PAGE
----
ASHLAND — As an Ashland police officer brings an intoxicated woman into jail, he is shadowed by a new member of the department — only this man isn’t wearing an officer’s uniform or carrying a gun. He’s the Rev. Jeff Anderson, part of a new chaplaincy program in the Ashland Police Department.
As the woman is turned over to other authorities, Anderson drops a card into her hand and invites her to call him if she needs anything.
“You know, you don’t have to live like this anymore,” he says.
Since starting the job in December, Anderson has assisted officers by providing guidance to people in the midst of emotional distress and counseling those under the influence of intoxicants. It’s a volunteer job; he works full time as pastor of the Cedar Creek Community Church in Ashland.
When Anderson teamed up with officer Mason Lumpkins to bring the chaplaincy program to the department last fall, they had a goal of bringing the community and churches closer together while providing a network of support for the officers. The Ashland City Council unanimously approved the program in October and began accepting applications for chaplains in November.
“Police officers often come into contact with situations where people need help and deal with points of crisis every day,” Anderson said. “They’re often limited by time and resources to how much they can help out, so that’s where we can come in and provide those services.”
“The program is a 50-50 partnership between the churches in the community and the department,” said Lumpkins, who has been a police officer for five years, four of them in Ashland. He is the coordinator of the chaplaincy program.
Money for the chaplains — $700 so far, for chaplain uniforms and training materials — is being raised by a ministerial alliance of churches. A dozen churches make up the Southern Boone Ministerial Alliance, which formed in January 2003. The alliance’s mission is to provide the community with interdenominational support services, such as the chaplaincy program, and to help bring the variety of churches within the town closer together.
Each specially made uniform — a navy blue jacket, polo shirt and baseball cap — costs $150. Jackets have a patch with an Ashland police chaplain insignia. The uniforms are meant to distinguish the chaplains from the officers but still portray them as part of a team.
The Rev. Dan Hayes of Family of Christ Lutheran Church also serves as chaplain for the Ashland department. Both he and Anderson said that being a chaplain has given them an appreciation for what a police officer does on a daily basis.
“Part of Christ’s command is to love your neighbor and serve your community,” Hayes said. “Although it’s hard to gauge what this program has done so far, I’ve noticed that in my interaction with officers there’s a receptiveness, and I’ve even had some of the officers visit me at home when they just want to talk.”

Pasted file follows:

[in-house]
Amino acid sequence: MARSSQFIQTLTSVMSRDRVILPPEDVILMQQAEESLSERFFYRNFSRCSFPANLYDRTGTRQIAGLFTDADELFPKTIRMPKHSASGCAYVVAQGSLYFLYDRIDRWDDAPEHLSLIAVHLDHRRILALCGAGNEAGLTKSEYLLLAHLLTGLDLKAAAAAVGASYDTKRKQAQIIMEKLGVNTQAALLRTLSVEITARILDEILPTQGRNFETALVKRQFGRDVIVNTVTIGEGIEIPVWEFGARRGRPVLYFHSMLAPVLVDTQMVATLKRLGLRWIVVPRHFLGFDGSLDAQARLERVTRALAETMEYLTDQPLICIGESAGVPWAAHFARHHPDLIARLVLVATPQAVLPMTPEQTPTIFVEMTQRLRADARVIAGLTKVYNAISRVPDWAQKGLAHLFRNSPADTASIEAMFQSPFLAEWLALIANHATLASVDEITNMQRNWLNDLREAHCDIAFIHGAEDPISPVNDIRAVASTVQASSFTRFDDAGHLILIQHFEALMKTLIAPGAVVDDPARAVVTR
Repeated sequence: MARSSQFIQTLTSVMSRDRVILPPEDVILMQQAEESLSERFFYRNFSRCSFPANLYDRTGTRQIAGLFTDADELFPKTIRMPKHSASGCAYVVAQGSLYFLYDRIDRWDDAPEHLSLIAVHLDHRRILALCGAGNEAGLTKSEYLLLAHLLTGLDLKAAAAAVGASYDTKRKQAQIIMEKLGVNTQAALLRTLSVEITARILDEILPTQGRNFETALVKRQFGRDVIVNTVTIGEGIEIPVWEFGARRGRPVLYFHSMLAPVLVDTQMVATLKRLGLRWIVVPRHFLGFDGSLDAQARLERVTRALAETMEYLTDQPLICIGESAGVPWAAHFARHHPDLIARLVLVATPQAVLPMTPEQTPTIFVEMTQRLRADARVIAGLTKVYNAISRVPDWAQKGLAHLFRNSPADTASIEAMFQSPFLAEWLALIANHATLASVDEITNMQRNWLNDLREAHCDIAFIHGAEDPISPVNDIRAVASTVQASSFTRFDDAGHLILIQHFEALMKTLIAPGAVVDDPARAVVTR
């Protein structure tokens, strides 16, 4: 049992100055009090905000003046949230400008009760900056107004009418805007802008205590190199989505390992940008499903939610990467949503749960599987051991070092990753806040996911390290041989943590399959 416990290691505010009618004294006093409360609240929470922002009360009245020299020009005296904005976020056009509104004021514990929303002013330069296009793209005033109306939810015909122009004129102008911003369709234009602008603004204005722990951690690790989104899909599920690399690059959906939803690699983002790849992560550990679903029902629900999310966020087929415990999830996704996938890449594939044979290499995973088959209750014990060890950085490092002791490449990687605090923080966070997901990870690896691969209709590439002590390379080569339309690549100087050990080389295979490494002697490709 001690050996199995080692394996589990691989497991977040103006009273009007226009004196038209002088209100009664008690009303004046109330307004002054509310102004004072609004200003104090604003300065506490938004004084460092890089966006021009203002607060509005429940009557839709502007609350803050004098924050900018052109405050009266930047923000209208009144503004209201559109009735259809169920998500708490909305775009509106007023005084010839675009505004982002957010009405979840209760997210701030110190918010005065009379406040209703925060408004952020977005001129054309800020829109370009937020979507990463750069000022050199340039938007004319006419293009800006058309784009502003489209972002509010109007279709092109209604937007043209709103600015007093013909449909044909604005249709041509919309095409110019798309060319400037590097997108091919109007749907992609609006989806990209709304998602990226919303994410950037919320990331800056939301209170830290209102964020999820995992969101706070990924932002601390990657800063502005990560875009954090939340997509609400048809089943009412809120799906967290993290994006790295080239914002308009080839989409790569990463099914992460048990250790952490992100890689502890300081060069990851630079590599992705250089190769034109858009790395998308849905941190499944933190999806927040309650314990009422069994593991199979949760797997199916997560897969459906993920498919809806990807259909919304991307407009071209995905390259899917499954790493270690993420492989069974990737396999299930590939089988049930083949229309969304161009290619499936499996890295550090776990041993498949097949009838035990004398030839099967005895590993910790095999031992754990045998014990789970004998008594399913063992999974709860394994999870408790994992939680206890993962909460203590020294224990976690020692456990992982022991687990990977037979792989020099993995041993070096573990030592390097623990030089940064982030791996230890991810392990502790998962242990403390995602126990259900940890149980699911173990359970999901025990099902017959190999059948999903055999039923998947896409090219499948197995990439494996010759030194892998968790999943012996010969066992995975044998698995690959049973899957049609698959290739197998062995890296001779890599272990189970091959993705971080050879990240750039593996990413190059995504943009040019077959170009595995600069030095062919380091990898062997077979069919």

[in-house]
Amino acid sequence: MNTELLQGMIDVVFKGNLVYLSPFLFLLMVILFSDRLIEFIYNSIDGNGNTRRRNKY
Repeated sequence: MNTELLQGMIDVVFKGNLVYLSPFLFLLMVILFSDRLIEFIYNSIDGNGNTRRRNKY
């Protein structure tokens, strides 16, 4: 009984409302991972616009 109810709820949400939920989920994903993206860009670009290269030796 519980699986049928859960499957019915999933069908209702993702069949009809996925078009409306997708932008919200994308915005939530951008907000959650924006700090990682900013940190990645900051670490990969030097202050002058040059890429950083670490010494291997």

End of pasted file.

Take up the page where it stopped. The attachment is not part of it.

Anderson said that while he is riding with officers and watches them make a traffic stop on a busy highway or handle other incidents, he’s praying for the their safety. “I pray for these officers every day,” he said. “Whether they believe in it or not, they appreciate it.”
During ride-alongs, chaplains can assist in providing an extra measure of safety. “We’ve received radio training, and we know how to work it so we could call for help in case something goes wrong,” Hayes said.
Lumpkins said the program was modeled after the Missouri Highway Patrol’s chaplaincy program.
Ashland chaplains attend the same basic academy as highway patrol chaplains, Lumpkins said. “Chaplains receive firearms training, learn basic first aid and are trained on how to deal with death notification,” he said.
Although the chaplains do receive firearms training, they do not carry guns. In addition to the training received from the highway patrol, chaplains are required to work 12 hours a month doing ride-alongs, make jail visits and complete in-service training.
Capt. Ronald Walker, an assistant bureau commander with the Missouri Highway Patrol, coordinates the patrol’s statewide chaplaincy program.
“We have over 40 active chaplains in our program,” Walker said. “It is a volunteer program that is not focused on the citizens but on providing services to the troopers.”
Walker explained that running a program on a statewide basis compared with a city department can be challenging because of the variety of demands and the changing geography throughout the state.
“We started the program about six or seven years ago to fill a void that we felt like we had in the highway patrol,” Walker said. “There’s an acceptable type of care for medical and mental health needs, but we really didn’t have a way to provide spiritual care. I think it’s been successful.”
The ministerial alliance in Ashland recently formed a community fund to serve as an emergency resource for chaplains to provide services to people in need.
So far, the fund has been used to assist stranded motorists on Highway 63, buy gas for families passing through the area and provide meals.
“Our vision for this program is to provide an ecumenical resource to the citizens of southern Boone County and be able to provide assistance to the fire department and other law enforcement departments within mid-Missouri,” Lumpkins said.
Anderson said he would like to see other towns such as Columbia and Jefferson City start a chaplaincy program within their police departments.
“We don’t see ourselves or the church as the answer to every problem, but we know we can provide a resource to those in need,” he said. “We’re not doing this to be famous — we just want to be a catalyst.”